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Osteoporos Int. 2004 Apr;15(4):329-34. Epub 2004 Jan 16.

Awareness of osteoporosis among physicians in China.

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Department of Medicine, Queen Mary Hospital, The University of Hong Kong, 102 Pokfulam Road, Hong Kong, People's Republic of China.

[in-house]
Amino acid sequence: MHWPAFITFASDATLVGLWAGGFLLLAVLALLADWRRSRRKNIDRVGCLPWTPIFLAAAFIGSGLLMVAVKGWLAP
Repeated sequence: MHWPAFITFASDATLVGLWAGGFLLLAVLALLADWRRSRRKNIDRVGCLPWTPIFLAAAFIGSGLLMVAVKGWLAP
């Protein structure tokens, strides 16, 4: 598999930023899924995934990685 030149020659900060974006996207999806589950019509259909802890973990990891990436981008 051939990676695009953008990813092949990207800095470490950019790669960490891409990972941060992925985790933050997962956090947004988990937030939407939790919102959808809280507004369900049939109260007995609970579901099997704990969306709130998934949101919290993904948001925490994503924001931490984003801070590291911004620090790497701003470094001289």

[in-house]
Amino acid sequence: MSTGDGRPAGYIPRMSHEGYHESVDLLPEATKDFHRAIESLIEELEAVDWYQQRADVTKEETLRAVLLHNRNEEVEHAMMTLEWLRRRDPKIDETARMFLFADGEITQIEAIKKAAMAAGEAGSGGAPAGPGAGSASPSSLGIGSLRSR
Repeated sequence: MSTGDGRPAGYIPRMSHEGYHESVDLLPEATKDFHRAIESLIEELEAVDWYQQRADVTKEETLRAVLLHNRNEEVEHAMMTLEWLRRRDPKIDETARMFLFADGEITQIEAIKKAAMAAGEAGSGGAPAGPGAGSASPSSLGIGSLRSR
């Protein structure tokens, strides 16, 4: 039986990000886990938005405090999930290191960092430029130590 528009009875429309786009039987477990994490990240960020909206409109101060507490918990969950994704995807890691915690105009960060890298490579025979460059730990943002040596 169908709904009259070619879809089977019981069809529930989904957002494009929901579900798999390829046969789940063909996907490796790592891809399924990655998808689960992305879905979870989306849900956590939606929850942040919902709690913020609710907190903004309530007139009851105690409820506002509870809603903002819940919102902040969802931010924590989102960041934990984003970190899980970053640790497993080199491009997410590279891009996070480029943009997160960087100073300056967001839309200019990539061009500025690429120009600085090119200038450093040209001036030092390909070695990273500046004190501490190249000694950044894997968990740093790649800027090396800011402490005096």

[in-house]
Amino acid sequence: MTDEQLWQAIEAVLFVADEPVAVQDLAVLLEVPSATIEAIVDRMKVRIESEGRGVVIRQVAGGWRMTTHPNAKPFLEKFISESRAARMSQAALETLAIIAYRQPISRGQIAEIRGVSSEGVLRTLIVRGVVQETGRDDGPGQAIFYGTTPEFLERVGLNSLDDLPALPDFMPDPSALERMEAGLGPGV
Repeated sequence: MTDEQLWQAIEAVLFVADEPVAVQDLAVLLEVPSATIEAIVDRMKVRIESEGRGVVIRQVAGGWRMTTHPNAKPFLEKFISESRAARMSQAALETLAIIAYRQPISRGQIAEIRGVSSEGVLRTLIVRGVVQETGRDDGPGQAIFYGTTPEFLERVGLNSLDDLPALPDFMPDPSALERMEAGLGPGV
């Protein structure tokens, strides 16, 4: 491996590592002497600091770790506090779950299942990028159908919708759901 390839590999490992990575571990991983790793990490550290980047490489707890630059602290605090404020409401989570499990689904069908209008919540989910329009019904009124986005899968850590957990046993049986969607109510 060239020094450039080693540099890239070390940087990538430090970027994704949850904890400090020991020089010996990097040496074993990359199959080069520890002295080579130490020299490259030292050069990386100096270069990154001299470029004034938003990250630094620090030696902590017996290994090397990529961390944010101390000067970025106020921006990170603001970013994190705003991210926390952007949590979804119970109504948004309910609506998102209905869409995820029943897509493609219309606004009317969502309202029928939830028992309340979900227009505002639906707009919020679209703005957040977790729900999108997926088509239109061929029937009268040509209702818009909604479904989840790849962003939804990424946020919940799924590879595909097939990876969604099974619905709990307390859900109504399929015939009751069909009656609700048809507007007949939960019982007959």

Epidemiological studies have projected a vast increase in osteoporotic fractures in Asia, with the majority occurring in China. Awareness of osteoporosis among medical professionals and the pattern of management in Asia have not been explored. A total of 504 doctors in Hong Kong, China with their self-reported practice likely to receive clients with or at risk of osteoporosis were invited to complete a postal questionnaire on the diagnosis and management of their osteoporotic patients. In all, 204 questionnaires were returned, with a response rate of 41%. Only 76% of the respondents reported treating osteoporosis patients in their practice. Ninety-one percent believed that osteoporosis was under-diagnosed. The asymptomatic nature of the disease (66%), inaccessibility (45%) and high cost (54%) of the diagnostic tools were considered major reasons for under-diagnosis. DXA was employed for diagnosis by only 53% of the doctors. Peripheral machines such as ultrasound and quantitative computed tomography were used by 35% of the responders as the only diagnostic tool, especially among clinic-based doctors (clinic-based physicians 47%, hospital-based physicians 17%; P<0.001). Thirty-three percent of the surveyed doctors were unaware of published guidelines for bone mineral density (BMD) measurements. Concerning treatment goals, 82% considered prevention of future fractures and 66% believed improvement in the quality of life of patients as critical or highly important, whereas only about half of the doctors thought that increase in BMD was important. On the other hand, 60% of the doctors considered the cost of therapy a critical or highly important element in the management of osteoporosis. This study showed that physicians in Hong Kong were aware of osteoporosis, though the disease was still under-diagnosed due to inaccessibility and high cost of the diagnostic tools and therapeutic agents. These findings stress the importance of expanding efforts to increase knowledge and awareness among health care providers and also provide future directions for developing strategies for managing osteoporosis in developing Asian regions.

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